GHESQUIÈRE: But you were also talented.

MELLEN: Well, I was surrounded by talented people. I always remember Mrs. [Carmel] Snow [the editor of Harper’s Bazaar from 1934 to 1958] saying to me, “You know, Polly, if one person thinks they’re a big star, then we’re all stars. You just go out there and always do your best. And always have time to see any designer—no matter how big or how small, have time to see them. You don’t have to just see the big shots. You never know what’s coming around the corner and the talent that is going to be important. That is your job.”

GHESQUIÈRE: That’s the best advice.

MELLEN: It’s great advice—to open your eyes, have a little humility, and let go of ego. I think that instills in you a sense of responsibility. I also think you have to feel like you want to enrich your life, and you want to keep your eyes open, and you want to listen and be a good listener. And you have to want to dare, Nicolas. You have to dare or you don’t go that step further. You have to be willing to stretch—and to not only be willing to stretch, but to want to stretch.

GHESQUIÈRE: The want is important.

MELLEN: Yes. It’s the hunger.

GHESQUIÈRE: Do you recall your first memorable shoot? Is there one early one that stands out from the others?

MELLEN: Well, when I got to Bazaar I wanted to work with Dick Avedon, but he didn’t want to work with me. He told Mrs. Vreeland that I was too noisy.

GHESQUIÈRE: [laughs] I know! I read that. This is insane!

MELLEN: But we did end up working together. My first shoot with him was with Audrey Hepburn. She wore a yellow, foiled, bouffant dress with white stripes. So I walked in and did the shoot with her and with Dick, and I never spoke—or if I spoke, I spoke in a very small way. But at the same time, Dick told me that when she would get into position, I should always run in and fix something—to make it more extravagant maybe. At first, though, I wouldn’t move, because I didn’t want to get in his way. But Dick said that he could sense my energy and my wanting to do something to make the picture better.

GHESQUIÈRE: Without saying a word.

MELLEN: Without saying a word. So it’s very funny that he became my best friend in the fashion world.

GHESQUIÈRE: What is a friend in fashion?

MELLEN: Somebody who believes in you and lets you take things further. I think that with any shoot that Dick and I ever did together, that was the case. After he went to Vogue and they called me and asked me to come over, too, our first shoot together involved a five-week trip to the Orient.


MELLEN: You cannot imagine what an influence that had on me. I mean, the culture, the absorption of the Japanese way of life, the Japanese way of thinking, the discipline . . . the gardens! Even the poorest people would wrap their little trees in gauze—it looked like gauze, but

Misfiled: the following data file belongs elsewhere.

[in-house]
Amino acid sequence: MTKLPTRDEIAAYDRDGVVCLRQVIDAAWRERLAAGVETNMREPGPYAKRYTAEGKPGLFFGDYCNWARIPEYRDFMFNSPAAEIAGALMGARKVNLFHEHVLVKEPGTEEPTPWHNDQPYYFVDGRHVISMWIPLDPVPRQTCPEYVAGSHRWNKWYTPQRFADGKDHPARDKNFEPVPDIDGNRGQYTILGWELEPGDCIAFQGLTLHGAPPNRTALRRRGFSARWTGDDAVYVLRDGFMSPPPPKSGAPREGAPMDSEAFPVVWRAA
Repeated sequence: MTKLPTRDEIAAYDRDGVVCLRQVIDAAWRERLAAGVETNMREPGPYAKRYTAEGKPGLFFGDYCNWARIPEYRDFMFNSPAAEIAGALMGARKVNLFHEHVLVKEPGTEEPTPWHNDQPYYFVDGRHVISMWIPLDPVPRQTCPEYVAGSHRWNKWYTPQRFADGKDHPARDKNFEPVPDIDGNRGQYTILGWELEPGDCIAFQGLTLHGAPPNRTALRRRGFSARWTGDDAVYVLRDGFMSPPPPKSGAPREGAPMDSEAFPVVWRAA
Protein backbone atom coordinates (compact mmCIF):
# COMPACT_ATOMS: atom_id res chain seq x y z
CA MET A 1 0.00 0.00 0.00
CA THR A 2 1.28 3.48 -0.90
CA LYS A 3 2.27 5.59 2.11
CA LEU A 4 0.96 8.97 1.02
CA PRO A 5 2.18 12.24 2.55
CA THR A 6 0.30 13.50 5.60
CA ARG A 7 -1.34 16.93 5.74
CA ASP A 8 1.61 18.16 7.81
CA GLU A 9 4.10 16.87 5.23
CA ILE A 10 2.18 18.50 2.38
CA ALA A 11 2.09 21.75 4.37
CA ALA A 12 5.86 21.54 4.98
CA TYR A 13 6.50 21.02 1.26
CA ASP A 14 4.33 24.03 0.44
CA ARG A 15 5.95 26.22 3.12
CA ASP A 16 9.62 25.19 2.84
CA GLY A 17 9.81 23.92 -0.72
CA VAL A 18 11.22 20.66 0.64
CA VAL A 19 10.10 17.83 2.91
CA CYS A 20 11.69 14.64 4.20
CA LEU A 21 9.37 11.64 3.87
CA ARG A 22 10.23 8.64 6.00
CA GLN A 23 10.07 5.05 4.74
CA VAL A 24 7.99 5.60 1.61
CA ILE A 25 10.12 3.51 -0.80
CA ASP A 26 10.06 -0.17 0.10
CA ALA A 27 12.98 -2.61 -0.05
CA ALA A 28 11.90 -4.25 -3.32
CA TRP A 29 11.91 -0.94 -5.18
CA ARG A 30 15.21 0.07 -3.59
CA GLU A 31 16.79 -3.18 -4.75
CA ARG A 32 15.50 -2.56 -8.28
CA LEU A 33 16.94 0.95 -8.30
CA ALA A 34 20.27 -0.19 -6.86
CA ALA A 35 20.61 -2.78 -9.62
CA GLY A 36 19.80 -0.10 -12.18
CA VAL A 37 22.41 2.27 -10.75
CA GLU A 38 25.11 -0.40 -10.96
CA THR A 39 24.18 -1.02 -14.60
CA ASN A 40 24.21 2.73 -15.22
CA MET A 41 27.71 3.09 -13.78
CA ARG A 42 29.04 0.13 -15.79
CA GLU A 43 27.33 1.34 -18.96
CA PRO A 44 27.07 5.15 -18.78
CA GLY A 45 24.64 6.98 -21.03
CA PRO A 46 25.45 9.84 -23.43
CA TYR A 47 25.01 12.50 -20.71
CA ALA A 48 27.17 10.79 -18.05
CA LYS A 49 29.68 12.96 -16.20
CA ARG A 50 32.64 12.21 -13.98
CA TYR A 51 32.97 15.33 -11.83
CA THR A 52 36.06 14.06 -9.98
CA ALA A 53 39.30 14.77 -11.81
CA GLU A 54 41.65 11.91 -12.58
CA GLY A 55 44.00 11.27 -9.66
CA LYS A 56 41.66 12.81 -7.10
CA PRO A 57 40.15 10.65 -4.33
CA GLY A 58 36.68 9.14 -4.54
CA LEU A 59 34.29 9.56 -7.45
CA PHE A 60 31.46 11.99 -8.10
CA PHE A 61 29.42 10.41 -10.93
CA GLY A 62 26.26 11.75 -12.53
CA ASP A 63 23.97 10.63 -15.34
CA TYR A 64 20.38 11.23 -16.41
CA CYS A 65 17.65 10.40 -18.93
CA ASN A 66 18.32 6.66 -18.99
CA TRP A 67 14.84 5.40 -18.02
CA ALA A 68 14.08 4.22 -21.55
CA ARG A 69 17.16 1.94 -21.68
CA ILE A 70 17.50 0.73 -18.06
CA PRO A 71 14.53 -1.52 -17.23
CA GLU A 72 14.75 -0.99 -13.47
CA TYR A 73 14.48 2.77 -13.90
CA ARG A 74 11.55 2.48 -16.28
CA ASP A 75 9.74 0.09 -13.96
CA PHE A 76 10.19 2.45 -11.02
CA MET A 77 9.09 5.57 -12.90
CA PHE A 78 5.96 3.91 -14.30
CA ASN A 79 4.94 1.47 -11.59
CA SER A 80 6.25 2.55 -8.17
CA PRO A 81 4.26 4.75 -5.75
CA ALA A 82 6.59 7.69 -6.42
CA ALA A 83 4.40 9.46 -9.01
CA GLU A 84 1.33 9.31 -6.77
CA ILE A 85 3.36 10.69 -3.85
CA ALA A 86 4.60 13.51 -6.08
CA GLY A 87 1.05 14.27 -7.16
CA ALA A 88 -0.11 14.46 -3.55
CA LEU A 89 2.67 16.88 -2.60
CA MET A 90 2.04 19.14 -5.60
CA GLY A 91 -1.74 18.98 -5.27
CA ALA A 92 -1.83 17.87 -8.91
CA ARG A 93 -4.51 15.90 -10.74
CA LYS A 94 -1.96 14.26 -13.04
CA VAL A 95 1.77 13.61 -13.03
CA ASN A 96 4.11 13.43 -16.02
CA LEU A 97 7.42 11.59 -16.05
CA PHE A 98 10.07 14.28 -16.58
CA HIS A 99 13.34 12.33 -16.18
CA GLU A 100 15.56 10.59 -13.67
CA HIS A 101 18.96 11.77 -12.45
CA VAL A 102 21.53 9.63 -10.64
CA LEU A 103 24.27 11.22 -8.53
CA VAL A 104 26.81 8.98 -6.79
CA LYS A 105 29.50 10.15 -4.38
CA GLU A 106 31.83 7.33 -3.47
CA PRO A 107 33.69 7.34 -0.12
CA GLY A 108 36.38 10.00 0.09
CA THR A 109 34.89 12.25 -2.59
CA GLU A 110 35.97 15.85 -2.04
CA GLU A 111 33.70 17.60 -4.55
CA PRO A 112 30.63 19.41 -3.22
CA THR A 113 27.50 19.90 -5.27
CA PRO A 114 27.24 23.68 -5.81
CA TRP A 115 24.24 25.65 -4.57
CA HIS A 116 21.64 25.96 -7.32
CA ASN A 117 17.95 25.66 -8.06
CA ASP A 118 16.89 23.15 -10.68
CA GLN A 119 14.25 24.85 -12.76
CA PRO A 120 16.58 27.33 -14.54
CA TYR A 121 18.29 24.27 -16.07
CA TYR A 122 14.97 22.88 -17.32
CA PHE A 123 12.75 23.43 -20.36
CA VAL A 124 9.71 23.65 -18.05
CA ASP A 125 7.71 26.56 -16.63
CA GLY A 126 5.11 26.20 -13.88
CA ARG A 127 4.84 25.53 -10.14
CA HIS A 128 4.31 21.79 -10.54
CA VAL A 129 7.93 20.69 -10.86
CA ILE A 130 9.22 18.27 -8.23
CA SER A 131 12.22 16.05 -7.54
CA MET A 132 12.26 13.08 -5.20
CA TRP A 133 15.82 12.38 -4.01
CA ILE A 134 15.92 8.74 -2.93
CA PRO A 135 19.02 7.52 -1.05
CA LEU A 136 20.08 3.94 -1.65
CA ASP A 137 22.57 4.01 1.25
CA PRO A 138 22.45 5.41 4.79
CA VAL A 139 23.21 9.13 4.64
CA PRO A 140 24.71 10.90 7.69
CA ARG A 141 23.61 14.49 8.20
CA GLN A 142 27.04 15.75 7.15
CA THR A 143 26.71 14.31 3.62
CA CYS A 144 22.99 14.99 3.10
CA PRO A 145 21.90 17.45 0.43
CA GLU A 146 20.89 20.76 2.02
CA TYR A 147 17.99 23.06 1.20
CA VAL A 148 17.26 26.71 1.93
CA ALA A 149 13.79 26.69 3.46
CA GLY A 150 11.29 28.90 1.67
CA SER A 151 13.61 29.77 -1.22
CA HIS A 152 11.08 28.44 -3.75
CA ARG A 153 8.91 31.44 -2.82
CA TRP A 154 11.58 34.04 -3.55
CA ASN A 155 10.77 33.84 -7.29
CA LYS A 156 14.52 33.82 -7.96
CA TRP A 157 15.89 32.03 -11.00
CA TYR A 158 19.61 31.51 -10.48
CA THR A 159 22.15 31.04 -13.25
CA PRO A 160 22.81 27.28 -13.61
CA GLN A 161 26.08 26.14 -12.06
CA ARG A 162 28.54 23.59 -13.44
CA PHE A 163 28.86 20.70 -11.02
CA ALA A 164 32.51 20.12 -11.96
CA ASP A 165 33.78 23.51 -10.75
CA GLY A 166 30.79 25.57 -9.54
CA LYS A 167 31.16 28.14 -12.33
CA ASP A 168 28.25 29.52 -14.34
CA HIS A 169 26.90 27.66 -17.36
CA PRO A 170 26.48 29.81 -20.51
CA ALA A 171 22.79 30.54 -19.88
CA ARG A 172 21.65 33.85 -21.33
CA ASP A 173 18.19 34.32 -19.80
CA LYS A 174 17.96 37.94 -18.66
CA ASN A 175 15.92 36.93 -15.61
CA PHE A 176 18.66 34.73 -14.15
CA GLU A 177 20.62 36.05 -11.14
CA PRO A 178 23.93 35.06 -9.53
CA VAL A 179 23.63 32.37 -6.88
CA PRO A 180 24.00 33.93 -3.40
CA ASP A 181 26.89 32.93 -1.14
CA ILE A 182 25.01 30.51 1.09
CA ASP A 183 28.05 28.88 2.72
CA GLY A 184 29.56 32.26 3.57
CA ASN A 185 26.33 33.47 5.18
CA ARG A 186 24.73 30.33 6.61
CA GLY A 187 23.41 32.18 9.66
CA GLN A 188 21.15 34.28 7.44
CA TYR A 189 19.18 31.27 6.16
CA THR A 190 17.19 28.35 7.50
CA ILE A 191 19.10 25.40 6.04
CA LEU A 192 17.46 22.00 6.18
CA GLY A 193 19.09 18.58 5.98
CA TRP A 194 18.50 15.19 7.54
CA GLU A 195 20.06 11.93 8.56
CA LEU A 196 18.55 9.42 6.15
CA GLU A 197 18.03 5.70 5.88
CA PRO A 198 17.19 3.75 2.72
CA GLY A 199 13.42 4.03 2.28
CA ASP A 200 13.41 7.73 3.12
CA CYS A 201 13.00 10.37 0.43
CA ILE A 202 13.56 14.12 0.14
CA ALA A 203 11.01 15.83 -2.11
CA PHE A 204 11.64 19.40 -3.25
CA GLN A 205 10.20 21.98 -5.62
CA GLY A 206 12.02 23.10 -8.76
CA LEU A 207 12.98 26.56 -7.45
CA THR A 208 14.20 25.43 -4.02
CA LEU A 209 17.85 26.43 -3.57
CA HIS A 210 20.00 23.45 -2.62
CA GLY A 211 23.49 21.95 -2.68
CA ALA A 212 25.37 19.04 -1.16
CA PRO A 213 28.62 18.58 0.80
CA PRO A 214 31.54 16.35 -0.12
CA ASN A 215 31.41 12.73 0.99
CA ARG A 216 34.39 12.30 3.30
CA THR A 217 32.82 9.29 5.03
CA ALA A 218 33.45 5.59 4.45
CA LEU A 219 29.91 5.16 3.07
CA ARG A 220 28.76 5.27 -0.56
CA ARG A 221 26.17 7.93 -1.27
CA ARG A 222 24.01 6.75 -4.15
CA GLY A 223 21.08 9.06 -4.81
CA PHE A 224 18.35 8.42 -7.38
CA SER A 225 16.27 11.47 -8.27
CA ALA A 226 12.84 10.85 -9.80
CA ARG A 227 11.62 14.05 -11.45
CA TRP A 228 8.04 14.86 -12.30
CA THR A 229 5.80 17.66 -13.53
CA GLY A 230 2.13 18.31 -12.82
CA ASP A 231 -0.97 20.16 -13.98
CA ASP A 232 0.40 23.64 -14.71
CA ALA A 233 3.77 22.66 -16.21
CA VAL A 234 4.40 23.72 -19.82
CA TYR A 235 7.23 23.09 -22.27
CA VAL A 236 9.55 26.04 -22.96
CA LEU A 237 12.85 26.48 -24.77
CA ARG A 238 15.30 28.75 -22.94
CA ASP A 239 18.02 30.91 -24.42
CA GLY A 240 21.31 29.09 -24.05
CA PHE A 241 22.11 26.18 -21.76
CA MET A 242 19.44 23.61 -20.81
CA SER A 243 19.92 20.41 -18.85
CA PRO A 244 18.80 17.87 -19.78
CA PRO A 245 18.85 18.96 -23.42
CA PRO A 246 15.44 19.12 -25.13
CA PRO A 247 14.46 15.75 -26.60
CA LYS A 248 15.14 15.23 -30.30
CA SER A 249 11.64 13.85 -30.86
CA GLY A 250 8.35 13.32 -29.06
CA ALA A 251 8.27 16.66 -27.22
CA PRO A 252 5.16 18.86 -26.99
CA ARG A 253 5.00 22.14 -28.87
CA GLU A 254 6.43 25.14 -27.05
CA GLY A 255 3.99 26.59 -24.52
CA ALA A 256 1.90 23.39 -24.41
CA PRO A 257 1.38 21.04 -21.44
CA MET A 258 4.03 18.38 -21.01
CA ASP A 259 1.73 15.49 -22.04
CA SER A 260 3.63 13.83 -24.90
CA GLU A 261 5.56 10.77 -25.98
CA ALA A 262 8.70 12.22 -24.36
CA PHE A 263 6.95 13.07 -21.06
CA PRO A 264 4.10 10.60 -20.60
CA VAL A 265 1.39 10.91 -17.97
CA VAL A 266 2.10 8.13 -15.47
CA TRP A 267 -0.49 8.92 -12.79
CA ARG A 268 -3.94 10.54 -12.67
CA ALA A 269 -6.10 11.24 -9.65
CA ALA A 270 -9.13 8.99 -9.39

of course it wasn’t. It was burlap or something.

GHESQUIÈRE: To cover them during winter. To protect them, right?

MELLEN: Yes. But the entire thing was an extraordinary experience. So these were more than memorable things to me. That’s why you have to keep your mind open—so that you can be given the privilege to have five weeks in Japan and take all of that in. I mean, that’s privilege to be able to do that. And you have to give that privilege back—it doesn’t belong to you. It belongs to the madding crowd.


GHESQUIÈRE: What was Mrs. Vreeland’s relationship like with Dick Avedon? She knew what she wanted, I’m sure, but what was the process when the three of you were working together on shoots?

MELLEN: Well, she would always come to the shoot in the beginning and she would start out by listening. She would make me talk to her about what we were going to do, because she wanted to hear where I was coming from. For example, let’s say Dick was going to photograph somebody—a beautiful girl like Suzy Parker. And say, if we were doing Suzy Parker, then we’d do some wonderful coats or dresses. Mrs. Vreeland would start by wanting me to speak to her about how I saw the shoot. And then I would go speak with Dick and explain it to him, and show him the clothes that Mrs. Vreeland and I had chosen together, and we would take it from there. I remember once I didn’t like a dress that we had to shoot—I’ll never forget this—and so I turned it inside out and put it on the model backward.

GHESQUIÈRE: Oh, my god! [laughs]

MELLEN: Then I took a man’s leather belt and cinched the waist as tiny as I could get it. I almost lost my job for doing that because the designer of the dress was an advertiser. Mrs. Snow called me in and said, “Don’t you ever do that again!” But I thought it looked great inside out. [laughs]

GHESQUIÈRE: Yes. It sounds like a Japanese deconstruction before that even existed!

MELLEN: But that was the beginning of the business, Nicolas.

GHESQUIÈRE: I think, in your work with Avedon, you invented a new kind of fashion picture.

MELLEN: Starting with Nastassja Kinski.


MELLEN: No clothes. I wish I hadn’t even put that bracelet on her.

GHESQUIÈRE: [laughs] Now today you want to take off the bracelet? I love that! I think that image you made with Avedon was one of the most remarkable ever.

MELLEN: You couldn’t imagine being there. I mean, the snake kissed her! The snake wound up her little naked body and put its tongue in her ear, and the picture was done. I couldn’t believe what I was seeing. The snake had been defanged, so there was no worry on that stance.

GHESQUIÈRE: But it was a big snake! It was not small.

MELLEN: I loved it. I held it, which was a very erotic feeling. Have you ever held a snake? Well, let me tell you, it is so erotic.

GHESQUIÈRE: I know, very erotic and very provocative. I wanted to ask you: That sort of imagery used to be erotic, but also very elegant and chic. Today, though, it seems like that kind of imagery has turned into something more vulgar in fashion photography. What is your point of view on that?